2 Corinthians 11:2
Being the one who wrote about the fruit of the Spirit and the works of the flesh, Paul understood the difference between carnal and godly jealousy.
What was Paul's motive for teaching and guiding the church? What was the object of his jealousy? Was he hoarding this little group for himself or keeping enough people in his group to support his lifestyle and agenda? The various definitions of the Greek word zeloo (often translated as "affect," "covet," "desire," "envy," "jealous," or "zealous") provided by Vine's Dictionary of New Testament Words give us some insights: "to seek or desire eagerly," "to desire to have," "to take a warm interest in," "to seek zealously." From this perspective, we see that Paul's motives were virtuous. He was eagerly desirous to do everything in his God-given power to present the church to Christ as a chaste virgin! He was closely watching over these people with godly jealousy.
Notice, Paul was not jealous of these people but for them, and maybe that is part of our misunderstanding of godly jealousy. God has no reason to be jealous of us or anything else, but He certainly has a burning desire for us!
Has something ever caught our interest so much and fired a yearning for it that we could not rest until that desire was satisfied? These two ideas, jealousy and consuming fire, have something in common, as Deuteronomy 4:24 suggests: Our jealous God is a consuming fire!
This is one of God's attributes of which we might at first be afraid, as the author of Hebrews points out (Hebrews 12:29). When we think of fire, chances are we first think of being burned or consumed. Yet, fire can also be used as a purifier, and it can sure feel good on a cold winter morning. Many people can sit and watch a fire in the hearth for hours, listening to the soothing crackle and pop of the wood and enjoying its warmth.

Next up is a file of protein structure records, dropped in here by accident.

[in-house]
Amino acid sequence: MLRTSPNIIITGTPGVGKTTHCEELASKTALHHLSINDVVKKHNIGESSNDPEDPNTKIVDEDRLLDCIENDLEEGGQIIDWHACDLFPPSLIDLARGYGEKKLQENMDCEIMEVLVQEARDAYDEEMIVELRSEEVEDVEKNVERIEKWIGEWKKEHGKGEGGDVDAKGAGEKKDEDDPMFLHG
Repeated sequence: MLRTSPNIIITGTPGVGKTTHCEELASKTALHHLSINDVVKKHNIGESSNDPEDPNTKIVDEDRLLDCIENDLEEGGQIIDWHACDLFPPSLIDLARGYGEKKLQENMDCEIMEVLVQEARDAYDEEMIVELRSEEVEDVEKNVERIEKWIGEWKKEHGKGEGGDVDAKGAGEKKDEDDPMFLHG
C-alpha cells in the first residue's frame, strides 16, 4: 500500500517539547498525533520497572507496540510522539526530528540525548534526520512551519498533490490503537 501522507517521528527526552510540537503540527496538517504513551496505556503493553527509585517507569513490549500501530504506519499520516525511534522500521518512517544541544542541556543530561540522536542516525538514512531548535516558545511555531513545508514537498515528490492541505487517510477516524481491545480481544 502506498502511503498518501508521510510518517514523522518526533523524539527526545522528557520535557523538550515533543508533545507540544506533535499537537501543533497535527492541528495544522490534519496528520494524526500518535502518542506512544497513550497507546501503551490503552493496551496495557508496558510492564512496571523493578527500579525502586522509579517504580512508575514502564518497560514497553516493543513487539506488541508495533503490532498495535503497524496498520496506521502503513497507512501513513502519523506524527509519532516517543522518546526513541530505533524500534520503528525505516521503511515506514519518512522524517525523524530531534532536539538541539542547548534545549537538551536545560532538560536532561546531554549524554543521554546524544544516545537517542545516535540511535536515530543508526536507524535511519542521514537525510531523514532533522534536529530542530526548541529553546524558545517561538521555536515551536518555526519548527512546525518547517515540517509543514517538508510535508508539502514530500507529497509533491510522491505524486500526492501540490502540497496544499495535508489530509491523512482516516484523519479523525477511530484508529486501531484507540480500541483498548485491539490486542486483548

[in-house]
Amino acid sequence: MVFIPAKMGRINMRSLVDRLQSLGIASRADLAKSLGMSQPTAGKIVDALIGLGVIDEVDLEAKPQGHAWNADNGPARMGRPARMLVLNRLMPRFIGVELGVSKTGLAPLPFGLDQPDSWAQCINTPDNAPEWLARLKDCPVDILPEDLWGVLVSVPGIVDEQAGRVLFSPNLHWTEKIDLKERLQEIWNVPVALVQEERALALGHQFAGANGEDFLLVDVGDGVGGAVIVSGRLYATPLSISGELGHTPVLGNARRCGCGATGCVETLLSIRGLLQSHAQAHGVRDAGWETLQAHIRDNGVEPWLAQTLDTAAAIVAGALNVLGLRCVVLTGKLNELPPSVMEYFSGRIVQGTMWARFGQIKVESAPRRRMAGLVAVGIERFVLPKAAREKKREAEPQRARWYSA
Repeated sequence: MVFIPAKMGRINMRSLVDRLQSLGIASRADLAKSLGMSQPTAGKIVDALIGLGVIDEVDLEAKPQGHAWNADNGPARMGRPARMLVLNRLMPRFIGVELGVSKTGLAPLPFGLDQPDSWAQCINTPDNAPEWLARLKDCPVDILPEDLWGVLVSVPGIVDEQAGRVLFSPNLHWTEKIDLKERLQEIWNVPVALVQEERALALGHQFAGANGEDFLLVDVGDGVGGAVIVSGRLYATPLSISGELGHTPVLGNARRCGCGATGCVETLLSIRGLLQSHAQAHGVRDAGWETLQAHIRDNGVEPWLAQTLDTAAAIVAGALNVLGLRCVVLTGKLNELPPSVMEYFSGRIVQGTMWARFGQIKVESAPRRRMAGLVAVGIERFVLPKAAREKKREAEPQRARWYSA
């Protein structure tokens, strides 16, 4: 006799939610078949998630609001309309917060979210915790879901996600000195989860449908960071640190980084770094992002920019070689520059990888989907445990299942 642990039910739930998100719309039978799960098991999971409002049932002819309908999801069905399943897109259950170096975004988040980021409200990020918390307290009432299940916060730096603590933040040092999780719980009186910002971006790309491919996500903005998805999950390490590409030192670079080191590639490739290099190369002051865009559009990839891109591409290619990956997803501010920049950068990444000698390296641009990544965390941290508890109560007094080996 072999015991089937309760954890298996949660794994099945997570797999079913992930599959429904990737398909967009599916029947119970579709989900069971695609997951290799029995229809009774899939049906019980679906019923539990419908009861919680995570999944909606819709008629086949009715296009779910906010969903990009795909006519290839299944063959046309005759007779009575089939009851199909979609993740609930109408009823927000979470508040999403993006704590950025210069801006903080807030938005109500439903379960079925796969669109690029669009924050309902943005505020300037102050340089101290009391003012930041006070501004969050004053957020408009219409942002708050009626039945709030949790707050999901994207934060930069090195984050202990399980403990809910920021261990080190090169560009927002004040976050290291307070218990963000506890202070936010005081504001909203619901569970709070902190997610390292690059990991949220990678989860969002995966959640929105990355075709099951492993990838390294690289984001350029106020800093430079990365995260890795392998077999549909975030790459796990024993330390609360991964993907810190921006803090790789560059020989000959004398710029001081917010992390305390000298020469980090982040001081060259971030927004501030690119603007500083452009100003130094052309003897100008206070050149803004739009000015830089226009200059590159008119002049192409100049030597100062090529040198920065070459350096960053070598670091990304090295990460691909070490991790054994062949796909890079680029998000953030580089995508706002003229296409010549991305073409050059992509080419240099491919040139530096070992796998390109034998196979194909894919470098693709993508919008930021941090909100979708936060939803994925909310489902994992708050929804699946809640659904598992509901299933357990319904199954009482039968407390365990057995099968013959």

A fire is a beautiful sight. It contains many different shades of red, orange, and yellow flowing together, and if it gets hot enough, one can see deep shades of blue in it as well. The coals or the burning embers seem as if they are pulsating with heat and energy all the while they are slowly being consumed and their energy dissipating.
Yet, recall the burning bush where God commissioned Moses to lead His people out of slavery (Exodus 3:2). It was totally enveloped in fire, yet it was not destroyed. As long as God was in it, the energy never diminished! The sight was so brilliant in depicting God's glory that Moses dropped to his knees and bowed to the ground. This event demonstrates that godly jealousy comes first, and it issues in fire!
What, then, is the motive and object of God's jealousy? In seeking to reproduce Himself, God is preparing a bride for His Son. The practice of parents' choosing their children's spouses is not common in our Western world, but many of us wish our children were so likeminded with us that they would totally trust us with their happiness for the rest of their lives.
Jesus trusts His Father because He knows that He is a jealous God, and His jealousy is directed toward Him and the perfecting of His bride, the church. The Father desires that we be given a spirit body and be filled with His mind and power. He is eager to give us His only companion in wedlock, bestowing on us His Family name and making us heirs of His mighty Kingdom!
On the other hand, Satan begins very early in our lives to plant seeds of carnal jealousy, never missing a chance to tempt us to react according to his evil spirit. The sin of jealousy begins in our minds, and if it is not eliminated, it will inhibit God's Spirit from dominating our thinking. The two cannot dwell together.
Ronny H. Graham
The Jealousy of God